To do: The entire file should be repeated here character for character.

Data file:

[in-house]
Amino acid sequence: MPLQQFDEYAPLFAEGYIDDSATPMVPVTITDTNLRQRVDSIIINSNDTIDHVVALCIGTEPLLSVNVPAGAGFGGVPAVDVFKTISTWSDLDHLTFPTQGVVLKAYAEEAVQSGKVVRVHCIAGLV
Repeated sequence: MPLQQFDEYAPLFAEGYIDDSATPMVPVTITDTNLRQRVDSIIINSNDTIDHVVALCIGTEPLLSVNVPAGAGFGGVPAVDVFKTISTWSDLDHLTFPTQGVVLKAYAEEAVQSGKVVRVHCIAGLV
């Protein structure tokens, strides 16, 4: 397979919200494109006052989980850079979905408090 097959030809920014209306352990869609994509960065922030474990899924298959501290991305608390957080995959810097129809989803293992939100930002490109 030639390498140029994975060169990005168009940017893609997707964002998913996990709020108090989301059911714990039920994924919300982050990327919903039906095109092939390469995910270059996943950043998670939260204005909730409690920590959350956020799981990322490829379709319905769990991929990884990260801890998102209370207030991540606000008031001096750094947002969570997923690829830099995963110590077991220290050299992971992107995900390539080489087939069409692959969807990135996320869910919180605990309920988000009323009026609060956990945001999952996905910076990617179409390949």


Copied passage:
[in-house]
Amino acid sequence: MPLQQFDEYAPLFAEGYIDDSATPMVPVTITDTNLRQRVDSIIINSNDTIDHVVALCIGTEPLLSVNVPAGAGFGGVPAVDVFKTISTWSDLDHLTFPTQGVVLKAYAEEAVQSGKVVRVHCIAGLV
Repeated sequence: MPLQQFDEYAPLFAEGYIDDSATPMVPVTITDTNLRQRVDSIIINSNDTIDHVVALCIGTEPLLSVNVPAGAGFGGVPAVDVFKTISTWSDLDHLTFPTQGVVLKAYAEEAVQSGKVVRVHCIAGLV
């Protein structure tokens, strides 16, 4: 397979919200494109006052989980850079979905408090 097959030809920014209306352990869609994509960065922030474990899924298959501290991305608390957080995959810097129809989803293992939100930002490109 030639390498140029994975060169990005168009940017893609997707964002998913996990709020108090989301059911714990039920994924919300982050990327919903039906095109092939390469995910270059996943950043998670939260204005909730409690920590959350956020799981990322490829379709319905769990991929990884990260801890998102209370207030991540606000008031001096750094947002969570997923690829830099995963110590077991220290050299992971992107995900390539080489087939069409692959969807990135996320869910919180605990309920988000009323009026609060956990945001999952996905910076990617179409390949």